It’s summer, so it must be time for Vacation Bible School in the Glenmary mission in Lafayette, Tenn.
Every year Jesus the Good Shepherd parish in Owings, Maryland, packs much of its youth group into a few vans, complete with a week’s food and supplies, and heads down the highway—12 hours—to Lafayette. Every day for the next week, the vans will drive children of all ages from surrounding counties back and forth to a local school for daytime classes and recreation with the Maryland volunteers. It winds up being about more than “Bible class.” This school’s all about the living Bible, the relationship of people together, touched by God.
It all started back in 2001, when Glenmary Father Neil Pezzulo was in training in Washington, D.C., spending his diaconal year at Jesus the Good Shepherd nearby. He noticed their lively summer Bible school. Julie Gartrell, the now-retired religious education director, remembers when Father Neil took over his first Glenmary parish, in Arkansas. “I wish we had something like that in our parish,” Father Neil commented to her. That was all that Julie needed to hear.
She started the annual mission trip for her youth group—a week to Arkansas, a completely different environment for the Maryland youth to have a service experience. When Father Neil left Arkansas, Julie brought her program to another Glenmary parish, Holy Family, in Lafayette, Tenn., where Father Vic Subb is pastor.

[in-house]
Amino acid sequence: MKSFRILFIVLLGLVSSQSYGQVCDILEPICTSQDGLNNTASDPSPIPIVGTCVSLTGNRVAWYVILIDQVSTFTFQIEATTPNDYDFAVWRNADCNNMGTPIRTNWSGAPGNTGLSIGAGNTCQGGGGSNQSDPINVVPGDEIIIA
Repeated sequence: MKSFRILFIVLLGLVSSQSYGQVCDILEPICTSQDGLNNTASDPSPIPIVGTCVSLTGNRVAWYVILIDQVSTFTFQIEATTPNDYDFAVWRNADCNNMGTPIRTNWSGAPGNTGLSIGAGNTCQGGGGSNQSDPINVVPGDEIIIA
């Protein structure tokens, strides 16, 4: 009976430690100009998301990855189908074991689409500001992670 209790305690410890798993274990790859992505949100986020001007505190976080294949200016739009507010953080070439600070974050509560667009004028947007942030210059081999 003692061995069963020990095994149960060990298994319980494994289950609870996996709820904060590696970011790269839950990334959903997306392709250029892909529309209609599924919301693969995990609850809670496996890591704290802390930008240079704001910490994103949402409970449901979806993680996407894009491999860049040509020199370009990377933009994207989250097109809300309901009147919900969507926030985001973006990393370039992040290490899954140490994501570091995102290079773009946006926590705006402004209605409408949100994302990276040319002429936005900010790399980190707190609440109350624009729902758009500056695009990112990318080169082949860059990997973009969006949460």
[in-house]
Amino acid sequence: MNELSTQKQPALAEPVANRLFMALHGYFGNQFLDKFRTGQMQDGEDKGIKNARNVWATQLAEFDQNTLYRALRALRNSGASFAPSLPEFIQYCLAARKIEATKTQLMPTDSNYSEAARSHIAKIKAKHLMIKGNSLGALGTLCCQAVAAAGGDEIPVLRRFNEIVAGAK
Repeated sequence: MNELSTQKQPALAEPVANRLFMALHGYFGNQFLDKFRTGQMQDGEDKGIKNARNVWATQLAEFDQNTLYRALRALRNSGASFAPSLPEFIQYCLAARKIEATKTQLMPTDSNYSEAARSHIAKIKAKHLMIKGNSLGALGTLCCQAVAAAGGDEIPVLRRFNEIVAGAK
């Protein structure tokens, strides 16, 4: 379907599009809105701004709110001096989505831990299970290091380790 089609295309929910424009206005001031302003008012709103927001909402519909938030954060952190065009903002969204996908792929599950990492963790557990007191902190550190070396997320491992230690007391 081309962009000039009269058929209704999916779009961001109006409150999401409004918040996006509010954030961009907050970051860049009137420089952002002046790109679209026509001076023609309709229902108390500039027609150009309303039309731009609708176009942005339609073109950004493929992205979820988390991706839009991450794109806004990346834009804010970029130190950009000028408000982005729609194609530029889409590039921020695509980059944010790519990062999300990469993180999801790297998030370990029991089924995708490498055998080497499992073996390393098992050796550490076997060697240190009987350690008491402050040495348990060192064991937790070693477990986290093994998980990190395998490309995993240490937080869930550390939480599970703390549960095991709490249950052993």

None of the Marylanders seem to mind the long drive to Tennessee. Deacon Paul Fagan, one of a handful of adult chaperones, says, “Once I saw what this program was, I said, Wow, this is really big stuff! And that’s not just for the kids that we touch here, but for our kids. They’re changed in a lot of good ways.” Deacon Paul has been a key adult leader in recent years, and is now serving as a bridge of sorts between Julie, now retired, and the new youth minister, Casey Esser.
It’s beneficial for more than the children, says Father Vic. “The generosity of the Maryland parish is a good example for us, as a parish, including for our teenagers,” he says. “It allows us a greater outreach, which is something our parishioners want.” And it goes both ways. The parishioners from Jesus the Good Shepherd might even get back more than they give.
“At the end of the week they cry, they don’t want to leave,” Father Vic says. “The teenagers are very good models for our teenagers, and vice versa.”
For the participants though, whether students from Macon County or volunteers from Maryland, it’s about more than having a good time. At the week’s closing liturgy, after five full days of raucous, fun activity combined with faith sharing, Bible study, and relationship building, no one’s quite the same.
“The youth from both places develop relationships over the years,” says Father Vic. “That has more impact than we’ll ever know.”
This story first appeared in the Summer 2019 edition of Glenmary Challenge magazine.